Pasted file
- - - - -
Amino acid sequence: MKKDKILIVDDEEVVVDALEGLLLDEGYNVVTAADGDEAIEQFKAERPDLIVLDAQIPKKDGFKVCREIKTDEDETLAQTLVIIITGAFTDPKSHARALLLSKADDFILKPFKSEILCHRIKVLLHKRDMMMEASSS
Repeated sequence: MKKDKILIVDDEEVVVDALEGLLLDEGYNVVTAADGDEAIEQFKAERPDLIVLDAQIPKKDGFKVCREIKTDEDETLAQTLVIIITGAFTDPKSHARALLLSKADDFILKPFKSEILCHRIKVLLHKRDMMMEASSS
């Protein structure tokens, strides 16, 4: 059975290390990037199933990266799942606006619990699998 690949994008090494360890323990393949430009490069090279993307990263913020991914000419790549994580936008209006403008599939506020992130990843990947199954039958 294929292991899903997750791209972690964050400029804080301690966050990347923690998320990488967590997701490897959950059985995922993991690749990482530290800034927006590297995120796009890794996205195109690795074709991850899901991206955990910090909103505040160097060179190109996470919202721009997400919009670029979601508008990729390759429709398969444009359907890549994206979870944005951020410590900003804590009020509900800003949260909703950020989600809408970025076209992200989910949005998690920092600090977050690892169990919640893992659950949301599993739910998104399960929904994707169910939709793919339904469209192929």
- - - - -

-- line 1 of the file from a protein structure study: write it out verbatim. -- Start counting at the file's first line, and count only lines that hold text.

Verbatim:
Amino acid sequence: MKKDKILIVDDEEVVVDALEGLLLDEGYNVVTAADGDEAIEQFKAERPDLIVLDAQIPKKDGFKVCREIKTDEDETLAQTLVIIITGAFTDPKSHARALLLSKADDFILKPFKSEILCHRIKVLLHKRDMMMEASSS